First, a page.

Monday, January 20, 2014

Grandparent Visitation

In our state, the courts have granted grandparent visitation in cases where the grand child's parent (and child of the grandparent) had died or been incarcerated. Sometime in the course of a divorce, grandparents can petition the court for visitation if their child has become the noncustodial parent.

None of these situations applied on my case.

The way the statute is currently worded is that the court must assume that the parent's decision regarding grandparent visitation is in the grandchild's best interest and the court must give that consideration special weight.

However, the court can override a parent's decision if: visitation has been denied or unreasonably limited, visitation is in the best interest of the child (ahhh the vague "best interest of the child" gets tossed in here), or the grandparents can prove that the parent is not acting in the best interest of the child. So, my parents had to prove that I was not doing what was best for my son. The court would also consider if a "substantial relationship" between grandchild and grandparent had been established.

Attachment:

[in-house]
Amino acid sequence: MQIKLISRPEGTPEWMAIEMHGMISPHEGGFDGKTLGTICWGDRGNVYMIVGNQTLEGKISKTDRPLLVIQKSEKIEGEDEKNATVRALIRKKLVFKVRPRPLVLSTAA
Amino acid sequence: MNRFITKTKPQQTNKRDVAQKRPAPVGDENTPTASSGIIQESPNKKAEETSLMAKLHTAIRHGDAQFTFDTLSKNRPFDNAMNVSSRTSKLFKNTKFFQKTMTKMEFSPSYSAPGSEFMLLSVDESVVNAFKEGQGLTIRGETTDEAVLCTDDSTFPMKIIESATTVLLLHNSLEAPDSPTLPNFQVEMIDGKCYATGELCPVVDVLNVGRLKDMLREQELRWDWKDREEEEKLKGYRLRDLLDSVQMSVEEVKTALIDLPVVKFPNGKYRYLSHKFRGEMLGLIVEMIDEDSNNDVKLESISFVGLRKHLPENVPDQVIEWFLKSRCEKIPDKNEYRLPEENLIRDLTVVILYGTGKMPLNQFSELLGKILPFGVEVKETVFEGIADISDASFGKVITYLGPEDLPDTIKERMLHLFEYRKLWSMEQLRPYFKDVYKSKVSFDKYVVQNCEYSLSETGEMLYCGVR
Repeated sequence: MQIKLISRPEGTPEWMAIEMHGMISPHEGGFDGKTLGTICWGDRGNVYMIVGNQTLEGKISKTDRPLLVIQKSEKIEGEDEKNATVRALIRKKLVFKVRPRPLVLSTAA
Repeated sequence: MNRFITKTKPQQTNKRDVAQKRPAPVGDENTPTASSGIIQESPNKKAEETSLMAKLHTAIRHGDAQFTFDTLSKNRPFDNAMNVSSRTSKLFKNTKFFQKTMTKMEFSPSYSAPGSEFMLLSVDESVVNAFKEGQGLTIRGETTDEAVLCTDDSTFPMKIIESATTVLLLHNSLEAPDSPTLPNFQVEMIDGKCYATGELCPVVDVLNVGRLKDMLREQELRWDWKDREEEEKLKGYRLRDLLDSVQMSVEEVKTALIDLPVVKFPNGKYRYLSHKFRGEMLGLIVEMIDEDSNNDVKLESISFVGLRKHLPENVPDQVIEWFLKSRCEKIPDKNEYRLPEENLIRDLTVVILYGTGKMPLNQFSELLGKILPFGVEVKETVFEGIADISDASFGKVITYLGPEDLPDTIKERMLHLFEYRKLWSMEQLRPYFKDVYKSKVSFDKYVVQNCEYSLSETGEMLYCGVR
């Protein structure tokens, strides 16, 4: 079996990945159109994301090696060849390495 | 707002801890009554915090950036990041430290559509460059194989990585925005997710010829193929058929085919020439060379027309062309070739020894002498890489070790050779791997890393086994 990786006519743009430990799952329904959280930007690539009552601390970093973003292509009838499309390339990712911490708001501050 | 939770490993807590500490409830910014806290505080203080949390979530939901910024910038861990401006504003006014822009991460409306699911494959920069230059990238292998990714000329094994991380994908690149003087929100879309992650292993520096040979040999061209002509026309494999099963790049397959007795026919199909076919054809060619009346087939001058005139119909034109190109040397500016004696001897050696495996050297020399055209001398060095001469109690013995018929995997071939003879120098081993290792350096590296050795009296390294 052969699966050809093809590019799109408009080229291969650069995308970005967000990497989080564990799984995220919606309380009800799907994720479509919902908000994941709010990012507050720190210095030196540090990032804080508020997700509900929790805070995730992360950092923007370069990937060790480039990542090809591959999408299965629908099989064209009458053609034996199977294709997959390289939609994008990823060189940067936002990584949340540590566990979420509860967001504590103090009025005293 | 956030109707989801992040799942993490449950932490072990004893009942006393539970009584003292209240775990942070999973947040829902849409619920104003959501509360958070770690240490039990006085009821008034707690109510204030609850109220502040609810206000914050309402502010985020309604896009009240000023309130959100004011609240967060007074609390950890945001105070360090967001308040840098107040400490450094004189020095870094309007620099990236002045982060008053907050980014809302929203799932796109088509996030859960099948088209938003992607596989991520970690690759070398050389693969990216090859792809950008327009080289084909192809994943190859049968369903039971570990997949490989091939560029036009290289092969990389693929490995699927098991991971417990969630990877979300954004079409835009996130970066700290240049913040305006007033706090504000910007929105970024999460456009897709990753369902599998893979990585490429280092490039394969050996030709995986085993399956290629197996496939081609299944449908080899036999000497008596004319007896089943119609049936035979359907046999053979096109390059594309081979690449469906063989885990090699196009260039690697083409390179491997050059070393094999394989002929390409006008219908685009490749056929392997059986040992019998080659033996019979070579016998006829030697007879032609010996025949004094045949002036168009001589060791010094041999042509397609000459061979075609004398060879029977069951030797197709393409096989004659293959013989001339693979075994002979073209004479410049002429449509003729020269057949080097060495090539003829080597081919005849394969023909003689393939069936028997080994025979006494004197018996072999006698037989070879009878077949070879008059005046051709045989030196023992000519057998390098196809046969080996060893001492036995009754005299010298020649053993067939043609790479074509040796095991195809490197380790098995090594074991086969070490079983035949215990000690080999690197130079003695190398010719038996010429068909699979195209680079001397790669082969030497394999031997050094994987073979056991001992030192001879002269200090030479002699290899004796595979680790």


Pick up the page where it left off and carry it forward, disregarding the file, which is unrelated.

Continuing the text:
It's kind of a frightening idea. If a grandparent frequently babysits a grandchild, and then that situation changes, the grandparent could sue for visitation rights. If adult children move into their parent's home for a short time, the grandchildren might form a substantial relationship with their grandparents and when the parents move out, grandma can sue to make sure she maintains her precious milk and cookie time with her grandchildren.

Seems ridiculous, doesn't it? No grandparent would ever really do something like that.

Hopefully not. But then why have a statute worded that way? Because a grandparent just might go for it. Maybe they disagree with how their grandchild is being raised. Maybe they disagree with the religious choices of their children and feel like they need to save their grandchildren. Whatever the case may be, this statute gives grandparents the right to sue their own children with very little cause.

It's ridiculous, you must be thinking. Who cares if there's a law like this? No one will really use it inappropriately. What parent would ever sue their own child?

But they would. It happened to me.

No comments:

Post a Comment